Dysmenorrhea: Nutritional Considerations
Diet therapies have not been extensively studied. However, evidence supports a role for diet changes that alter estrogen concentrations or estrogen activity. These interventions may also involve the inhibition of prostaglandins (eg, PGE2) that cause the uterine muscle contraction and ischemia.8
A low–fat, vegetarian diet may reduce dysmenorrhea symptoms. High–fiber, plant–based diets are associated with reduced blood estrogen concentrations. In a placebo–controlled, crossover trial, a low–fat, vegan diet was shown to increase serum concentrations of sex–hormone binding globulin and reduce duration and severity of menstrual pain.9 Another hypothesized protective aspect of these diets is their content of phytoestrogens, which compete with other estrogens for receptor binding. Vegetarian diets also have a higher ratio of omega–3 to omega–6 fatty acids, which may decrease pro–inflammatory prostaglandin formation.10–12 Omega–6 fatty acids (eg, animal products and vegetable oils) are precursors of proinflammatory eicosanoids.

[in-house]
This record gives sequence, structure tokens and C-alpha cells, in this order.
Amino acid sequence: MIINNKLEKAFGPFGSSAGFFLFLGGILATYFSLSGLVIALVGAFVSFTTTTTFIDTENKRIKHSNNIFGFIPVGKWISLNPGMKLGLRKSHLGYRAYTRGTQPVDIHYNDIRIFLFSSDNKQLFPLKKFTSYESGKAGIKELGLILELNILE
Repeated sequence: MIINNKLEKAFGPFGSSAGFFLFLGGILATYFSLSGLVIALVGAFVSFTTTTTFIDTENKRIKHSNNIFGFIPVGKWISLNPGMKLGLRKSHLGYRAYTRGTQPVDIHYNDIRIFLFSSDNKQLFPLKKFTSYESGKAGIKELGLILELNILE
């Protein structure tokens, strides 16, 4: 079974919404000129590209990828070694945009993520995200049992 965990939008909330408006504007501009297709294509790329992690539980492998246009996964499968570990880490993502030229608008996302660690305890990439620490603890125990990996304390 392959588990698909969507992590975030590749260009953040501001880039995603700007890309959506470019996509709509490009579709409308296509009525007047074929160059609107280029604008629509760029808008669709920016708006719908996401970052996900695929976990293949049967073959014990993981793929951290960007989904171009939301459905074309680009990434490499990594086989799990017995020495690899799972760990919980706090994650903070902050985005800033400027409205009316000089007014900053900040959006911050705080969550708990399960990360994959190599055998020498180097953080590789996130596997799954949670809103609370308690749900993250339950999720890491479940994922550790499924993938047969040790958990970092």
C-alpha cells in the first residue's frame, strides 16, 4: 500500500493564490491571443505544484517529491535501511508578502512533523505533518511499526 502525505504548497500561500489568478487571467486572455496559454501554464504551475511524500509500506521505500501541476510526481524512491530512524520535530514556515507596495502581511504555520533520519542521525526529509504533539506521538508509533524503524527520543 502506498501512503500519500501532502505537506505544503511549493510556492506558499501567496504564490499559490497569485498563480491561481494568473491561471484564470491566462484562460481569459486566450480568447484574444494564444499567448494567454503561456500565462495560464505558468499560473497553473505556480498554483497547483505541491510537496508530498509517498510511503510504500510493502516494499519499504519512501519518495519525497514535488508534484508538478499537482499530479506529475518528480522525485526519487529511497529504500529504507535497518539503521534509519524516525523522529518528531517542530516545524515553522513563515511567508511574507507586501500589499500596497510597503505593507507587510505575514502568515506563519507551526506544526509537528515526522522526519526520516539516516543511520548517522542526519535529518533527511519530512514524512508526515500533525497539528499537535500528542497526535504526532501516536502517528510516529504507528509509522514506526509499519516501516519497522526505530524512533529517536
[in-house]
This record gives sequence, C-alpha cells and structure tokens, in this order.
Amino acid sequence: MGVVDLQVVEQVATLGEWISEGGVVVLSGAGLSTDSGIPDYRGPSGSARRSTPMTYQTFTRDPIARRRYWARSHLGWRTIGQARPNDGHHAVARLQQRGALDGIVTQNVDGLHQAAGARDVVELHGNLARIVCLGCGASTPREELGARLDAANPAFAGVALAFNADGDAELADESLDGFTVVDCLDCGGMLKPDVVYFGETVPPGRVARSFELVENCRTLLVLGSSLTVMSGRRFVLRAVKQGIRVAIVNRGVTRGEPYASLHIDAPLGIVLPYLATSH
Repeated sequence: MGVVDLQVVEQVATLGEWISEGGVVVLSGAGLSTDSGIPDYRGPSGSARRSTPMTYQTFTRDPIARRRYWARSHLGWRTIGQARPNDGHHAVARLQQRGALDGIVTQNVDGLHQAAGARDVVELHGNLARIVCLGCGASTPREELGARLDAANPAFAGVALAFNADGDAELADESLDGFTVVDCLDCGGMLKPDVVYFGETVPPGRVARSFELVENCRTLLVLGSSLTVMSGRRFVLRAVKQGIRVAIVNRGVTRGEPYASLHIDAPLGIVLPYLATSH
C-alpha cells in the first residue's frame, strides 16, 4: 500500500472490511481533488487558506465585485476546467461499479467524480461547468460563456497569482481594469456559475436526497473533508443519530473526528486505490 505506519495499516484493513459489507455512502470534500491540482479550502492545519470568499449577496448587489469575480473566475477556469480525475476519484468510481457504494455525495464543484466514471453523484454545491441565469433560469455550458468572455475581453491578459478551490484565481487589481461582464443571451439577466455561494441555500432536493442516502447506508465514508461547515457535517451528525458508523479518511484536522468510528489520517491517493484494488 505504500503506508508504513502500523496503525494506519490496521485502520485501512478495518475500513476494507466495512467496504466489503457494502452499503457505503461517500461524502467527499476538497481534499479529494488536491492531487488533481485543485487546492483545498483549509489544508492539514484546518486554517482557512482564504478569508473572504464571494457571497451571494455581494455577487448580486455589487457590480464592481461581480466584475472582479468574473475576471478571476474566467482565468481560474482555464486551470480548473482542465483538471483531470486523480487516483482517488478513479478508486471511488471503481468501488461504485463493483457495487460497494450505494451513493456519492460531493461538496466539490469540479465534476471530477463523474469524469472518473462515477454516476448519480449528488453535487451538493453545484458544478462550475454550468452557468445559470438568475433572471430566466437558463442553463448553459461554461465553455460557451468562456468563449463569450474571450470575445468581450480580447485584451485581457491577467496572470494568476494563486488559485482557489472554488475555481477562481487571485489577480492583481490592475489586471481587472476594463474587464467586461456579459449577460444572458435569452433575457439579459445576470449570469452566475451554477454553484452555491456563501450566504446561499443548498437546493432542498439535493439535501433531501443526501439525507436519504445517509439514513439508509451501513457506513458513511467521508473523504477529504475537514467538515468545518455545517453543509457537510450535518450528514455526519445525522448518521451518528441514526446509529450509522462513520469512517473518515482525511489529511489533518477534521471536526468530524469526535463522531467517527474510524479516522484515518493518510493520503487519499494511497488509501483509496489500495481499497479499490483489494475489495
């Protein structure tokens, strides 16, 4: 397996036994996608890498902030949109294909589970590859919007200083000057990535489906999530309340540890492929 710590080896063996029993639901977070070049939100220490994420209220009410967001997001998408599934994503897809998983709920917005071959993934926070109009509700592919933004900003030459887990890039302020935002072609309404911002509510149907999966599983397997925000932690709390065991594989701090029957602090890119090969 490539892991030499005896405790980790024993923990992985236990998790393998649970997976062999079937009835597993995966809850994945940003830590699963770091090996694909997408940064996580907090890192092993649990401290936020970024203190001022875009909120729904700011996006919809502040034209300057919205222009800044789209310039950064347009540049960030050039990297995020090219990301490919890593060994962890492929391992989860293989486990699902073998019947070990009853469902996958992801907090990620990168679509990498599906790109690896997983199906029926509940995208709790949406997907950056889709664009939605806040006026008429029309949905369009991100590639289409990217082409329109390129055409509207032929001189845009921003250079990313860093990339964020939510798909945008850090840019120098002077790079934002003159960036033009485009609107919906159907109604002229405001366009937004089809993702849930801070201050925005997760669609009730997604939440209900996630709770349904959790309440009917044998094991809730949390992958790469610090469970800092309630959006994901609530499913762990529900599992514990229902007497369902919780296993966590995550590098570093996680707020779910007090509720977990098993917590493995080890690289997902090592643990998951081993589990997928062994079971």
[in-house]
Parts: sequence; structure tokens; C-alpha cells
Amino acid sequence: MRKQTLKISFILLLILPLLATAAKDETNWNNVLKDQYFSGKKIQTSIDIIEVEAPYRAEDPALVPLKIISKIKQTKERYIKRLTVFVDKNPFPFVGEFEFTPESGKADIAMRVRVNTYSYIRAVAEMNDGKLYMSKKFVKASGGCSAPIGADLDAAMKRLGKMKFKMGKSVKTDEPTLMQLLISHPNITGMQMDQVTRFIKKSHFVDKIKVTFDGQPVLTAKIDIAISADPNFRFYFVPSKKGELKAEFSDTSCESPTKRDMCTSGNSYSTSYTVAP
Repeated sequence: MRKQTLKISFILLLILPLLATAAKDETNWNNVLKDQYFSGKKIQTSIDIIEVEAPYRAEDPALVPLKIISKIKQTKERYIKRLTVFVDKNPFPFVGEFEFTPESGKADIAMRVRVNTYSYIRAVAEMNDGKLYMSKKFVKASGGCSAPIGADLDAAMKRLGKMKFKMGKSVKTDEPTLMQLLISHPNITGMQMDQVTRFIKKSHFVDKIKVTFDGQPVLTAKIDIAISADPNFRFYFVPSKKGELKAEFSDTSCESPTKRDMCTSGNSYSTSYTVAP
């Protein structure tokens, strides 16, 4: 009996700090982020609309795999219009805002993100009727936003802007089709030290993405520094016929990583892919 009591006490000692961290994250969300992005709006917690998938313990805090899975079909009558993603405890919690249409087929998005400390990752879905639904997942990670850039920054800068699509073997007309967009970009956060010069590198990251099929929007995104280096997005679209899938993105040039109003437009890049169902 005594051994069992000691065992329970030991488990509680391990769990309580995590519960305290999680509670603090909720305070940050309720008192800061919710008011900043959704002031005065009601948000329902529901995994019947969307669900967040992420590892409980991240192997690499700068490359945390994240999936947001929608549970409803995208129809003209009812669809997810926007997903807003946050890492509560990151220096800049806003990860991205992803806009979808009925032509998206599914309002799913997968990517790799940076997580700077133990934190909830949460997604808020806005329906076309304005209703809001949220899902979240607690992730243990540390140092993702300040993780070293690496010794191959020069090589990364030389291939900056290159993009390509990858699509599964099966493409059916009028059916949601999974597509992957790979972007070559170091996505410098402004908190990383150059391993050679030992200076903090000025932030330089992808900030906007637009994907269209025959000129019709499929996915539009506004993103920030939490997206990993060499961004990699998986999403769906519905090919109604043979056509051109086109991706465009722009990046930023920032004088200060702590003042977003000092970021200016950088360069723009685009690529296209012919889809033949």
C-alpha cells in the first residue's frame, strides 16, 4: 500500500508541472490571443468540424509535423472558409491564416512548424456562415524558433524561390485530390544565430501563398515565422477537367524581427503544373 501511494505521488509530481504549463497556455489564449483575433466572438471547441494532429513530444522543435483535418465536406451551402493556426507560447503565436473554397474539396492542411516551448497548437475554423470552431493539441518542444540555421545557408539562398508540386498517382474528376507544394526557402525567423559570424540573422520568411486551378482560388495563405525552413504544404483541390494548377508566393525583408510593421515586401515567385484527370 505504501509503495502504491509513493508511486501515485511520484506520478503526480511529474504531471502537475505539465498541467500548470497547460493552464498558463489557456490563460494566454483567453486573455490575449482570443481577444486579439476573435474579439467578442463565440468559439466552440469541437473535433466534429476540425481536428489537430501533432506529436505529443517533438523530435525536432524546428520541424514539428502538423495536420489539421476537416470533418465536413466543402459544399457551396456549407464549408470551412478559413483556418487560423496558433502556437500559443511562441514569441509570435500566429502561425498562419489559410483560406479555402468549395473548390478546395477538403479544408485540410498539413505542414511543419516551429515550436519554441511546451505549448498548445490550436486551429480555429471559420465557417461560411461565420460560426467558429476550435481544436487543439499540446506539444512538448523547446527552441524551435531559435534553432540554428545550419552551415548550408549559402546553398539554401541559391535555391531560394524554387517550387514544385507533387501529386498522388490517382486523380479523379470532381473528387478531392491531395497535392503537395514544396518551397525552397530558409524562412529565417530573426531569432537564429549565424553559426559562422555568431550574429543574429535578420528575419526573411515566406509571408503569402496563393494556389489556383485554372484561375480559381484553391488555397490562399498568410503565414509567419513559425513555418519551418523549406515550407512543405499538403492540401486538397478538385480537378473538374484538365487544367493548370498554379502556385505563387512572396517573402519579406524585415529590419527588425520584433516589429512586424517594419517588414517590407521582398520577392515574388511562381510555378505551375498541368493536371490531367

Certain dietary supplements may be helpful for dysmenorrhea. A Cochrane library review determined that some evidence supports the use of thiamine, magnesium, and vitamin E in treatment of dysmenorrhea.13 A recent controlled trial of vitamin E came to similar conclusions.14
Vegetarian diet, low–fat, nondairy. See Basic Diet Orders.
What to Tell the Family
A patient making diet changes to improve symptoms of dysmenorrhea will benefit from the support of family members, who are likely to find that the same diet changes help them with weight control and other health issues.
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